Where are you going? This is something that I’ve been reflecting on here recently as I think about the fact that my children are getting older; one in college and one in high school. I technically have three years left with kids living at home full time. This is surreal. I want to soak up every last minute; every last second with them. I want to slow down my life. I want to slow down time.
At the same time, it’s exciting to begin thinking about and planning the future with just me and the hubs. What will our lives look like? Will we live in a cute cottage on a big piece of land? Will we live in an old Florida home near the ocean? Will we travel around part-time or maybe even full-time in an RV? There’s so many questions and so many unknowns. It’s exciting. I love daydreaming about these sort of things.
Today, a lady at work shared the following story that completely touched my heart and certainly put into perspective. We must be sure to focus on what really matters in life.
A boat docked in a tiny Mexican village. An American tourist complimented the Mexican fisherman on the quality of his fish and asked how long it took him to catch them.
“Not very long,” answered the Mexican.
“But then, why didn’t you stay out longer and catch more?” asked the American.
The Mexican explained that his small catch was sufficient to meet his needs and those of his family.
The American asked, “But what do you do with the rest of your time?”
“I have a full life. I play with my children and take a siesta with my wife. In the evenings, I go into the village to see my friends, play the guitar, and sing a few songs….”
The American interrupted, “I have an MBA from Harvard, and I can help you! You should start by fishing longer every day. You can then sell the extra fish you catch. With the extra revenue, you can buy a bigger boat.”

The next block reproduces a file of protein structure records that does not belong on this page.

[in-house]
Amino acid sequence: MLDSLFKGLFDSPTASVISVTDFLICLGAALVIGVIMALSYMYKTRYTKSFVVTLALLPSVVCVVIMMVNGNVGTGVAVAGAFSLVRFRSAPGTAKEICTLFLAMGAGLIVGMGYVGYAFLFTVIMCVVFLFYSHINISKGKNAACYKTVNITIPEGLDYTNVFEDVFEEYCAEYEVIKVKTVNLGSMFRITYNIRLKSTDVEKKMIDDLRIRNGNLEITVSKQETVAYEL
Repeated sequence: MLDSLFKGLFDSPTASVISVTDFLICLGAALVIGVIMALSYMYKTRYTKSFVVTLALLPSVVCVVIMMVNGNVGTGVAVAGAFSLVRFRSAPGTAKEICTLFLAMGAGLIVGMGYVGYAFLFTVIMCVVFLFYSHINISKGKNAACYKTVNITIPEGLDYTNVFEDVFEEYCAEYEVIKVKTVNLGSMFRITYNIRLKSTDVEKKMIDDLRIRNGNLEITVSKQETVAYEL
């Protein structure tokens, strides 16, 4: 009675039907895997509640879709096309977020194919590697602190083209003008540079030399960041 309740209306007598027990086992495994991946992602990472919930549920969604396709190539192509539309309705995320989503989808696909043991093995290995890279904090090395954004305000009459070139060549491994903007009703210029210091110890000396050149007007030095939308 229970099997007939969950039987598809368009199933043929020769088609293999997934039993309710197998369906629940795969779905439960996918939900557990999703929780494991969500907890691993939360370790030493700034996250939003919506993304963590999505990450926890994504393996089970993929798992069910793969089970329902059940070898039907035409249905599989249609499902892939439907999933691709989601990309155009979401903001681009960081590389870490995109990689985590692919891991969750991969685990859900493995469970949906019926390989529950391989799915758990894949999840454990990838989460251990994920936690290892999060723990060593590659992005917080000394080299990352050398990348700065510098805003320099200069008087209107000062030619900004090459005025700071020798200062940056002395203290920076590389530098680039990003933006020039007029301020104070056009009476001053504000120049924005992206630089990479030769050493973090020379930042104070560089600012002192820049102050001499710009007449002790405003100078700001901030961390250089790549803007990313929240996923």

“And after that?” asked the Mexican.
“With the extra money the larger boat will bring, you can buy a second one and a third one and so on until you have an entire fleet of trawlers. Instead of selling your fish to a middle man, you can then negotiate directly with the processing plants and maybe even open your own plant. You can then leave this little village and move to Mexico City, Los Angeles, or even New York City! From there you can direct your huge new enterprise.”
“How long would that take?” asked the Mexican.
“Twenty, perhaps twenty-five years,” replied the American.
“And after that?”
“Afterwards? Well my Friend, That’s when it gets really interesting,” answered the American, laughing. “When your business gets really big, you can start selling stocks and make millions!”
“Millions? Really? And after that?” said the Mexican.
“After that you’ll be able to retire, live in a tiny village near the coast, sleep late, play with your children, catch a few fish, take a siesta with your wife and spend your evenings doing what you like and enjoying your friends.”
“With all due respect sir, but that’s exactly what I am doing now. So what’s the point wasting twenty-five years?” asked the Mexican.
Know where you’re going in life… you may already be there.